1Department of Orthopedic Surgery, Shoulder Service, Sapir Medical Center, 44281, Kfar-Saba, Israel2Department of Imaging, Sapir Medical Center, 44281, Kfar-Saba, Israel3Department of Mathematics, Achva College of Education, MP Shikmim, 79800, Israel4Department of Imaging, Rabin Medical Center, 49414, Petah Tikva, Israel5Department of Orthopedic Surgery, Sapir Medical Center, 44281, Kfar-Saba, Israel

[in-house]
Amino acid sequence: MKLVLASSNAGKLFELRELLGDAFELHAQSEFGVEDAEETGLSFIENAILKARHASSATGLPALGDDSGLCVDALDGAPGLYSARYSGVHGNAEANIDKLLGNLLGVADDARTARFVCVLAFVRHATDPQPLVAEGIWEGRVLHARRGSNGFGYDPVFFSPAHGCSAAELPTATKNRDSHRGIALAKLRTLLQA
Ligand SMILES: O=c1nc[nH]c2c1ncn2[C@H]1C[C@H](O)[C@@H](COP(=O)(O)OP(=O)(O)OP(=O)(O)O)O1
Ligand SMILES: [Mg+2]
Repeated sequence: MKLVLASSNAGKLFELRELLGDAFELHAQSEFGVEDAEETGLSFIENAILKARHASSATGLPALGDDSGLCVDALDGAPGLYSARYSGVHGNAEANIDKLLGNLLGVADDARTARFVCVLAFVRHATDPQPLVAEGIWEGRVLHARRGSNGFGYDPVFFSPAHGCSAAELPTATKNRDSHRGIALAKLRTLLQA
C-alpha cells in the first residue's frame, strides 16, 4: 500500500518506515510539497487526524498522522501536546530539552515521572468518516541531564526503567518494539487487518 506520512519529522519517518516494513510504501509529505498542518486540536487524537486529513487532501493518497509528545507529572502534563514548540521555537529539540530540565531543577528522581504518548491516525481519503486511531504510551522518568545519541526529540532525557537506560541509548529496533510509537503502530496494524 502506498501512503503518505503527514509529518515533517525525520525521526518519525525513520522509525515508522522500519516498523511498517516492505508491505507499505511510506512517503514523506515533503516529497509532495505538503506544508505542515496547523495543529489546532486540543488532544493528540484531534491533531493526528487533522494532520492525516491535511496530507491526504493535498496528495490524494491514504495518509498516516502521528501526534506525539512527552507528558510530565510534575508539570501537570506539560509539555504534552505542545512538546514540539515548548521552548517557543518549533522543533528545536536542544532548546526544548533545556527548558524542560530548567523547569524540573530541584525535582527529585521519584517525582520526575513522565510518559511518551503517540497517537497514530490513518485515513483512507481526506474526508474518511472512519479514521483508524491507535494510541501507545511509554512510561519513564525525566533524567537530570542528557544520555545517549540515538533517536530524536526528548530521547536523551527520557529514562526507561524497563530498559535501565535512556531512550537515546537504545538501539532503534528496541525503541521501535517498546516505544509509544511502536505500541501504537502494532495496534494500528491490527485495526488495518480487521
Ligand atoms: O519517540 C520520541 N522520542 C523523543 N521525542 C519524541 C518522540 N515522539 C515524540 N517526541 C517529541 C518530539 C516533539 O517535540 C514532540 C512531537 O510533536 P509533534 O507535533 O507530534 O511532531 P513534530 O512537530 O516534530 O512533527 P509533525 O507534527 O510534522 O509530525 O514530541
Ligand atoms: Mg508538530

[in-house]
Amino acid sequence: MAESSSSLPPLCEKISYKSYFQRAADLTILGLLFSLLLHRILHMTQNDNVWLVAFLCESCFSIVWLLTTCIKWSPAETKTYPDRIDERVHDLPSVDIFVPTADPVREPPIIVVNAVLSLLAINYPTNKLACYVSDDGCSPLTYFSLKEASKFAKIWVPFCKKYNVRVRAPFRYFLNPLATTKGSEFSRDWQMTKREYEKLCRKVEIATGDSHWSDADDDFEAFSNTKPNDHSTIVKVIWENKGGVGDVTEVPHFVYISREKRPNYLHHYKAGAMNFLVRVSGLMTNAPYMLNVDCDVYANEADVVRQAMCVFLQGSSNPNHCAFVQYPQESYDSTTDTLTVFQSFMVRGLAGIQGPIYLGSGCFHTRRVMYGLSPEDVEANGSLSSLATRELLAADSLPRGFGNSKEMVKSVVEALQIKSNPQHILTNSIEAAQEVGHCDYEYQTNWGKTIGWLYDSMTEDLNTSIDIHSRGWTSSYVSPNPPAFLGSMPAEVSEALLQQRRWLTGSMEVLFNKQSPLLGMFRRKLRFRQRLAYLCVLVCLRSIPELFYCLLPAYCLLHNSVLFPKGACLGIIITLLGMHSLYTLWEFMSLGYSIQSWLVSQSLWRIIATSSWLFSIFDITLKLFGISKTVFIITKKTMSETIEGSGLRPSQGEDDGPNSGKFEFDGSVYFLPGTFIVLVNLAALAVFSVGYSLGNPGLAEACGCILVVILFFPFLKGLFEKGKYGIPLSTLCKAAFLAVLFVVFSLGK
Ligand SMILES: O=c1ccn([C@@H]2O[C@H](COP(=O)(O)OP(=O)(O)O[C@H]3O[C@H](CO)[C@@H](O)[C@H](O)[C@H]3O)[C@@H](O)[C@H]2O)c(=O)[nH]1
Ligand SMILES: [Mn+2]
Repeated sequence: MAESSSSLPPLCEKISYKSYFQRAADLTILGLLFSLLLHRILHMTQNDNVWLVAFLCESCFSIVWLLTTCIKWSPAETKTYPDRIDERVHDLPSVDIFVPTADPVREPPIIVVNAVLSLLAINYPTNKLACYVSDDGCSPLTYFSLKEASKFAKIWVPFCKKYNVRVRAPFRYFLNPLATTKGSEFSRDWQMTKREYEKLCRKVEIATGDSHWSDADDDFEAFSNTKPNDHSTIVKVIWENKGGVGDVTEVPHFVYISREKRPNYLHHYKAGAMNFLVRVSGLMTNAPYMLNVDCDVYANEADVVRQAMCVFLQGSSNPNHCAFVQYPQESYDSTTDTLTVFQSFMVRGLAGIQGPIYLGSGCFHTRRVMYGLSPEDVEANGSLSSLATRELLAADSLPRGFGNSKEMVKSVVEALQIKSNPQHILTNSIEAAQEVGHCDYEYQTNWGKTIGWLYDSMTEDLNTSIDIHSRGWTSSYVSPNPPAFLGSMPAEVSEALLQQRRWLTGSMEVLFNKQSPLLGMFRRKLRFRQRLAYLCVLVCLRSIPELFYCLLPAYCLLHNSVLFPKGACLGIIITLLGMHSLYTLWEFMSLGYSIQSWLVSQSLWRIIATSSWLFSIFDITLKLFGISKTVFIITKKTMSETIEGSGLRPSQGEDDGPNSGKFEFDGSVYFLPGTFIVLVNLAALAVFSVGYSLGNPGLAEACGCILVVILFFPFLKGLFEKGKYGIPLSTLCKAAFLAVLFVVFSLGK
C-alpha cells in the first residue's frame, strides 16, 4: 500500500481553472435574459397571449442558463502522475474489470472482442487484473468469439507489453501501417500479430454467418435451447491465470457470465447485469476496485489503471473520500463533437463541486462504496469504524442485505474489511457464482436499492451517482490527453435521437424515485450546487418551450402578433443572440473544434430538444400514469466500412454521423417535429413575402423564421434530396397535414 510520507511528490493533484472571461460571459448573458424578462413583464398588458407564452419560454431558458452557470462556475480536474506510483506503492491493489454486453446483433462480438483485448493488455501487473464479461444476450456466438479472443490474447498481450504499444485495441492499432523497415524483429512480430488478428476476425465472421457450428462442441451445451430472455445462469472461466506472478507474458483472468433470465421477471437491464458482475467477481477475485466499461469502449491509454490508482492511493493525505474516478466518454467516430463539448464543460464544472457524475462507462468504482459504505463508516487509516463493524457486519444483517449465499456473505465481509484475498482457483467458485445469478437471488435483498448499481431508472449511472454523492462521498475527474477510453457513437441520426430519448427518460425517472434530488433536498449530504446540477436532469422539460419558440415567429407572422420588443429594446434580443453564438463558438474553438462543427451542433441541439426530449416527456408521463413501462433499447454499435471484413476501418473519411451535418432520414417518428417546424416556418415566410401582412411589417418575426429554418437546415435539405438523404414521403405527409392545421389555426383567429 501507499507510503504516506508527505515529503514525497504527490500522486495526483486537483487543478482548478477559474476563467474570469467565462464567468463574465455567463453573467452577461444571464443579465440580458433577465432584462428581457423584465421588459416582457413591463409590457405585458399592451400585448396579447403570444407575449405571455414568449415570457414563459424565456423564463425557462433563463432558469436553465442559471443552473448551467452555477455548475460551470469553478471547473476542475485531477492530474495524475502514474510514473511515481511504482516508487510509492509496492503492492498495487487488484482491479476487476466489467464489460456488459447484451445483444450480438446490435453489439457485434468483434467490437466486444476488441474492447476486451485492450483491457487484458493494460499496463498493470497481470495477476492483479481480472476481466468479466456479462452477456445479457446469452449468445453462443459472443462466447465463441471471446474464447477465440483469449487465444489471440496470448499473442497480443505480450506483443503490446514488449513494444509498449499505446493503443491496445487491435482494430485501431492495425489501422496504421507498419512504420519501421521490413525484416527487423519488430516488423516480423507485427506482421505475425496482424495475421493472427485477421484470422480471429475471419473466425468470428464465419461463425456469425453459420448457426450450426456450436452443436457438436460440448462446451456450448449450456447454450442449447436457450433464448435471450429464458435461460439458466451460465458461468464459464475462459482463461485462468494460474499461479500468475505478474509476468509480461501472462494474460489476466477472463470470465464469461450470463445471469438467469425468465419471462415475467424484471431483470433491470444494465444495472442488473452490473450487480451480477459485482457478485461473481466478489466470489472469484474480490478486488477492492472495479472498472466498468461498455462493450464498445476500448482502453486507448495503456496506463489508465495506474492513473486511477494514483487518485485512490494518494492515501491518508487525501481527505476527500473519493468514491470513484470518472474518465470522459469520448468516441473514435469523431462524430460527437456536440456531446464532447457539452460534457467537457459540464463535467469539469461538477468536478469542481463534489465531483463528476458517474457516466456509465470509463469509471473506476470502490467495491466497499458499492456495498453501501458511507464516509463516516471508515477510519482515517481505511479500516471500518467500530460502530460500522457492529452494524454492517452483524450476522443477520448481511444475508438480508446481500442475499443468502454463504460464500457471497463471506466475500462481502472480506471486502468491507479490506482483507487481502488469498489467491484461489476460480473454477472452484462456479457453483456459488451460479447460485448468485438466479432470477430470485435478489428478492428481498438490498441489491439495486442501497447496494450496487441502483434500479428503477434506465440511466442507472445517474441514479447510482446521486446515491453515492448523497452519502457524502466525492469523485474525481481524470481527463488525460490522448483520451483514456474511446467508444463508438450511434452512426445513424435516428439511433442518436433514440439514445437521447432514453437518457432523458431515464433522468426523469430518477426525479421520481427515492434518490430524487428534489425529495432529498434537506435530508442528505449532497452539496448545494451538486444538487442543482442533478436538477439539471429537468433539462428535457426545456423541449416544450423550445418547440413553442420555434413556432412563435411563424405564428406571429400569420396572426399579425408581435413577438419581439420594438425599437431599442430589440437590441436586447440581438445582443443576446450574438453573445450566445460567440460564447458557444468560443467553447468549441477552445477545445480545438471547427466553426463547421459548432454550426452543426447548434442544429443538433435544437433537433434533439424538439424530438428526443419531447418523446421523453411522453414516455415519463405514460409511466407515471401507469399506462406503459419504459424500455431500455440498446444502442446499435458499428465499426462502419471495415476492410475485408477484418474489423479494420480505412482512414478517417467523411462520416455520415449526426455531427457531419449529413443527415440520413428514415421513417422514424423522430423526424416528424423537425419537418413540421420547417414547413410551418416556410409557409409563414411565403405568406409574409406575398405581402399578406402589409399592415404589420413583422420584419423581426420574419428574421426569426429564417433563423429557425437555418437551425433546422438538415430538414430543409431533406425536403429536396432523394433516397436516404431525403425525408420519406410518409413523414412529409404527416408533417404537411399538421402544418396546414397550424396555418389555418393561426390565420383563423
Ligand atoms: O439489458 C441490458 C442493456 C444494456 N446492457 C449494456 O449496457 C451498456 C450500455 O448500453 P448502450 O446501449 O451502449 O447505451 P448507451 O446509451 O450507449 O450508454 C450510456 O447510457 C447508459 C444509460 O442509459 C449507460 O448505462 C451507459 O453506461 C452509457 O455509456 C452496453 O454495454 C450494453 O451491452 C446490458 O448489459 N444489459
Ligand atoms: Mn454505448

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ObjectiveThe objective of this study was to describe and validate a simple method to quantitatively calculate the missing area of the anterior part of the glenoid in anterior glenohumeral instability.Materials and methodsThe calculations were developed from three-dimensional (3D)-reconstructed computerized tomography en face images of the glenoid with “subtraction” of the humeral head in 13 consecutive cases with known anterior glenohumeral joint instability diagnosed by history and clinical examination. The inferior portion of the glenoid was approximated to a true circle whose center was determined by means of a femoral head gauge. The eroded anterior area was calculated as the ratio between the depth (a perpendicular line from the center of the circle to the eroded edge of the anterior glenoid) and the radius of the inferior glenoid circle. This data was then compared to the results obtained by two additional different methods: direct computerized measurements of the missing area and direct computerized measurement of the ratio between the radius and depth, on two dimensional computed tomography (CT) en face view reconstructions of the glenoid.ResultsWe provide a function that correlates the ratio between depth and radius of the inferior glenoid circle and the area of the missing anterior glenoid. The results obtained by three different methods were comparable. Simple trigonometric calculations showed that a 5% area defect corresponds to 0.8 (12.5%) of the radius of the inferior glenoid, while a 20% area defect corresponds to 0.5 (50%) of the same radius (Table 1).ConclusionUsing this simple method and the function provided, the eroded area of the anterior part of the glenoid in anterior glenohumeral instability can be calculated preoperatively using a 3D CT reconstruction of the glenoid with “subtraction” of the humeral head, obviating the need for sophisticated software to obtain this critical information for preoperative decision making.